Skip to Main Content
U.S. Forest Service
Caring for the land and serving people

United States Department of Agriculture

Home > Search > Publication Information

  1. Share via EmailShare on FacebookShare on LinkedInShare on Twitter
    Dislike this pubLike this pub
    Author(s): Keith Reynolds; Jennifer Bjork; Rachel Riemann Hershey; Dan Schmoldt; John Payne; Susan King; Lee DeCola; Mark J. TweryPat Cunningham
    Date: 1999
    Source: Proceedings, Ecological Stewardship Workshop. Chapter 28: 687-721.
    Publication Series: Miscellaneous Publication
    PDF: View PDF  (1.03 MB)

    Description

    This chapter presents a management perspective on decision support for ecosystem management.

    The Introduction provides a brief historical overview of decision support technology as it has been used in natural resource management, discusses the role of decision support in ecosystem management as we see it, and summarizes the current state of the technology.

    The Decision-making Process examines the sevenstep process as described in the companion science paper (Oliver and Twery, this volume). At each step, there are issues, concerns, and pitfalls to be considered. This section is also, in effect, a key to software tools and systems discussed later in the chapter, because we discuss how specific tools, and to a lesser extent systems, can usefully contribute to the decision process.

    Decision Support Tools provides a brief introduction to a wide variety of software tools that are potentially valuable as aids to a decision process. Some of these tools will be relatively familiar to readers. However, we expect that many readers will have had little or no exposure to a number of these tools, so motivating examples are liberally used to suggest how and why specific tools may be useful. Discussion in this section has been kept as nontechnical as possible.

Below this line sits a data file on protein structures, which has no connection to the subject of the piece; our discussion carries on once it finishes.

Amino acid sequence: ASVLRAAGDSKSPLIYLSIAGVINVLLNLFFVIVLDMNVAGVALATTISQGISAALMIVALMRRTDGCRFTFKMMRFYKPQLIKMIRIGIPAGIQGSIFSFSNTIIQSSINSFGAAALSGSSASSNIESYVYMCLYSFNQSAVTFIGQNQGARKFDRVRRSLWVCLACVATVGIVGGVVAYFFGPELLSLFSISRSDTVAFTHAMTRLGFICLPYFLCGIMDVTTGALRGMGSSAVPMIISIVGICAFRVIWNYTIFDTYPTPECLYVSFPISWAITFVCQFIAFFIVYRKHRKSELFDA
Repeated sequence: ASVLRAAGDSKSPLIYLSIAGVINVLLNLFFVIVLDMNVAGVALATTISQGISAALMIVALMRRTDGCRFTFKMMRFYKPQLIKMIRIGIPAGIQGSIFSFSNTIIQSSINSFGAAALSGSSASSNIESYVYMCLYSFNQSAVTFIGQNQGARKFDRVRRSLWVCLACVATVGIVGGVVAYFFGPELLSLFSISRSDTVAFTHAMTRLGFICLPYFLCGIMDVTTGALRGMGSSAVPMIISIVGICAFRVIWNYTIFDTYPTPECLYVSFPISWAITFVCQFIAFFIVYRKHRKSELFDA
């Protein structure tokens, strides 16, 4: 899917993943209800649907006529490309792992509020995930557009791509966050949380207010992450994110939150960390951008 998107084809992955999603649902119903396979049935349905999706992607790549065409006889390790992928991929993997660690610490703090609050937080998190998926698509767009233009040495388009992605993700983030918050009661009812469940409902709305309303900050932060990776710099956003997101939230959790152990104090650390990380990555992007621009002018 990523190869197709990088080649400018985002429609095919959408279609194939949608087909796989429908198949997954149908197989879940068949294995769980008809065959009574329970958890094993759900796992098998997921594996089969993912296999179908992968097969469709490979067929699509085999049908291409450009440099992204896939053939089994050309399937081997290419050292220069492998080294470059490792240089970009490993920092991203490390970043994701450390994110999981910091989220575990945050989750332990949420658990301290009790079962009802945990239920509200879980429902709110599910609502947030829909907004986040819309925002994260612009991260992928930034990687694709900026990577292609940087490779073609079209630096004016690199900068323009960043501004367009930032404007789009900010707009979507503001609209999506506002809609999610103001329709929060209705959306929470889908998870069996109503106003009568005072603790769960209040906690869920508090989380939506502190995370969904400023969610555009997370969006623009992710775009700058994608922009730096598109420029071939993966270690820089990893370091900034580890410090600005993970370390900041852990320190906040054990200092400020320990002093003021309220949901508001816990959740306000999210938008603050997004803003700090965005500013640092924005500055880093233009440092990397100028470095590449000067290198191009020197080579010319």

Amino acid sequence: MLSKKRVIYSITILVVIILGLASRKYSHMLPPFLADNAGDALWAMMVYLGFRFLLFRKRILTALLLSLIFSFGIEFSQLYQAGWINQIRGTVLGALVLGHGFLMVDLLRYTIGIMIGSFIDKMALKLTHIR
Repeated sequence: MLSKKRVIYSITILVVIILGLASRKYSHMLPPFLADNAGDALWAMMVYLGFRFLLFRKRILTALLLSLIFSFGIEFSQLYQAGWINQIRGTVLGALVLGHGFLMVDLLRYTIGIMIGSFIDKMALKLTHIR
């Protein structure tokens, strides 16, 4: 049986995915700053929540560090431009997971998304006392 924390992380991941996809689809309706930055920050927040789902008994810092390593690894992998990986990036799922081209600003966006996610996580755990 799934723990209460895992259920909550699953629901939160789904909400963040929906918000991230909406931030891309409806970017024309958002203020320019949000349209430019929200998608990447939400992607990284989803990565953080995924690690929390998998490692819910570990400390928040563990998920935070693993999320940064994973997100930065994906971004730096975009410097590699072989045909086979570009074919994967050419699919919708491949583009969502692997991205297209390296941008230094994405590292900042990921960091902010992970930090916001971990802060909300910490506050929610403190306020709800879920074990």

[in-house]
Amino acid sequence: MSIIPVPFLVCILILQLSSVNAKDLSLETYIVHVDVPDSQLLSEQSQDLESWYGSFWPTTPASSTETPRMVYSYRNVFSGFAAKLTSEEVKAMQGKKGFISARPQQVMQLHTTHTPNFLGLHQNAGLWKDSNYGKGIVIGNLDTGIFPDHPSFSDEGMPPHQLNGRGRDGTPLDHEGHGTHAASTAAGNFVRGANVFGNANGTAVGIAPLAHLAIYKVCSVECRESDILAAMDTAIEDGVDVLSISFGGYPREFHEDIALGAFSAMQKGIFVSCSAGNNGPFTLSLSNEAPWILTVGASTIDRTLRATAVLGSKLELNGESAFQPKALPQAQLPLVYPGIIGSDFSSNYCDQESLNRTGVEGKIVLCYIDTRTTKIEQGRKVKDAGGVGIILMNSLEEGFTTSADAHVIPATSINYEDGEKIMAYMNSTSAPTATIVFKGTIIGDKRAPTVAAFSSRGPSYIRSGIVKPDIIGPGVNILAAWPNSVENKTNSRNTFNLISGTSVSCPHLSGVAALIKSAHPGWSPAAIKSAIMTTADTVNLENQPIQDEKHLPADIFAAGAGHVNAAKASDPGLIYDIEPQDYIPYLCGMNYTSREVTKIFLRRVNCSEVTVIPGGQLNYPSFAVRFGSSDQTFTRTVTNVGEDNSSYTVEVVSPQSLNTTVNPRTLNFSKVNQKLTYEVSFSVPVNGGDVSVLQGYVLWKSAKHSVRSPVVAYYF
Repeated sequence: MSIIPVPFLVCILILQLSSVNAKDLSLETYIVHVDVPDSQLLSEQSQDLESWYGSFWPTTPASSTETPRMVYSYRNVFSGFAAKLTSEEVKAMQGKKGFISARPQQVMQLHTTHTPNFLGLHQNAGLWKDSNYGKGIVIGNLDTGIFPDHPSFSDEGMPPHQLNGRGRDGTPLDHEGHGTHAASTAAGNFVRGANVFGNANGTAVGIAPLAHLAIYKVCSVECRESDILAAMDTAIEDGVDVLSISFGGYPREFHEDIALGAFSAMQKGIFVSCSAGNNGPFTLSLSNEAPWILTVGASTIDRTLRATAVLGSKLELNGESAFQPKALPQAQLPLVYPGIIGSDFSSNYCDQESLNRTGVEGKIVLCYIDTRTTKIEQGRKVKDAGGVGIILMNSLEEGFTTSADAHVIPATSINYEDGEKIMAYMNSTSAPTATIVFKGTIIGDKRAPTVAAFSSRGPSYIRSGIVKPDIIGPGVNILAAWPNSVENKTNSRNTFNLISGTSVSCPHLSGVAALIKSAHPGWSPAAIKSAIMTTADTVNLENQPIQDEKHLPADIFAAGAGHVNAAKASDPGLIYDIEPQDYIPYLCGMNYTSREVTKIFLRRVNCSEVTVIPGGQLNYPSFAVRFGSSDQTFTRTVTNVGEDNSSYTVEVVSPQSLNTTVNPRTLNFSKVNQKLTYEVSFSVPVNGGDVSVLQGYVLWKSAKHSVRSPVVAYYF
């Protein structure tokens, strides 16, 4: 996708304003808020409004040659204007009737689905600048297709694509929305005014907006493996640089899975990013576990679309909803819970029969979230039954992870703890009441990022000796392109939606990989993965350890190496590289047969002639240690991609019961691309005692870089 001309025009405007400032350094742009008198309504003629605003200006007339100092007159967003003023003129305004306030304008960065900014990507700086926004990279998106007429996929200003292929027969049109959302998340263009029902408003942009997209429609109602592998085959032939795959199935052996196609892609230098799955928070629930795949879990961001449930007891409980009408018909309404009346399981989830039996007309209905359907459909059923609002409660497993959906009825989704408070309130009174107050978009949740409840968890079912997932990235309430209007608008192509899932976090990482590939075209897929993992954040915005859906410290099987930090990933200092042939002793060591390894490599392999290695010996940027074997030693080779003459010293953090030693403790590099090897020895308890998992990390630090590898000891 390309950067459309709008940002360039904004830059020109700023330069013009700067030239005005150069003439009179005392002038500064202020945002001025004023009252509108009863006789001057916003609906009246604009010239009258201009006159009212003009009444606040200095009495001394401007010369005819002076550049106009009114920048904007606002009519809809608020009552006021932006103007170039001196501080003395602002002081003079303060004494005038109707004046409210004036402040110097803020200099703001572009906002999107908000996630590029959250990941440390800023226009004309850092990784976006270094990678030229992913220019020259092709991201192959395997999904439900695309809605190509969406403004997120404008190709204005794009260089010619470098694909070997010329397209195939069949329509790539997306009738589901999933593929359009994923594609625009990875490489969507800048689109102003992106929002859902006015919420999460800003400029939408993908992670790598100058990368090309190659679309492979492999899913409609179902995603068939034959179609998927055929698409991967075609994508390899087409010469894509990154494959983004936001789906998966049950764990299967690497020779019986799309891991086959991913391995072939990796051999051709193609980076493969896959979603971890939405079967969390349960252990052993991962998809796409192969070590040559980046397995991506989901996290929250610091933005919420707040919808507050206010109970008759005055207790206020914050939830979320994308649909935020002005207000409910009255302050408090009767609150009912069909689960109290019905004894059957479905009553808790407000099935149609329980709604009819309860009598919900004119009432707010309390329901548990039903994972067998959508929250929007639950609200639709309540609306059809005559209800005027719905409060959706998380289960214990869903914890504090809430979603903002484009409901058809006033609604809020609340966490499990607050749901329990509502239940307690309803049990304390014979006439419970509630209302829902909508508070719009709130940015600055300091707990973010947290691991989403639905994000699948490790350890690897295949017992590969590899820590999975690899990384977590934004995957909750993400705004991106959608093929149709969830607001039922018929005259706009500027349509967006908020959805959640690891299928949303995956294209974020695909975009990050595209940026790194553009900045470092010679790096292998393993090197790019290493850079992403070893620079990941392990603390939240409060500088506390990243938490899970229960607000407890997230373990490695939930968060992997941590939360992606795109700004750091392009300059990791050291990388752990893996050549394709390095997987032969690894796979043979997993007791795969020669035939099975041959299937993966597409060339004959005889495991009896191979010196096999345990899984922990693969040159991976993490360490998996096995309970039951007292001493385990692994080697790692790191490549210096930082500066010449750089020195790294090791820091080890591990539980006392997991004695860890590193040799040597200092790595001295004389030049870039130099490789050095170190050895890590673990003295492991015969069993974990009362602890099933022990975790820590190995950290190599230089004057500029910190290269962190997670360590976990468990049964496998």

Knowledge Based Systems provides an overview of an important, and relatively new, decision support technology that is particularly valuable for handling problems that do not readily lend themselves to neat algorithmic solutions. Frequently, for example, we do not understand a problem precisely enough to develop a numerical solution. Nevertheless, enough of the problem may be understood that professionals with years of experience in the problem domain can reason about it intelligently and offer useful solutions.

    Promising Possibilities picks up on the theme of where decision support technology is today from the Introduction, and speculates about what we might expect to see in the near future.

    Publication Notes

    • You may send email to pubrequest@fs.fed.us to request a hard copy of this publication.
    • (Please specify exactly which publication you are requesting and your mailing address.)
    • We recommend that you also print this page and attach it to the printout of the article, to retain the full citation information.
    • This article was written and prepared by U.S. Government employees on official time, and is therefore in the public domain.

    Citation

    Reynolds, Keith; Bjork, Jennifer; Hershey, Rachel Riemann; Schmoldt, Dan; Payne, John; King, Susan; DeCola, Lee; Twery, Mark J.; Cunningham, Pat. 1999. Decision Support for Ecosystem Management (Chapter 28). Proceedings, Ecological Stewardship Workshop. Chapter 28: 687-721.

    Related Search


    XML: View XML
Show More
Show Fewer
Jump to Top of Page
https://www.fs.usda.gov/treesearch/pubs/2165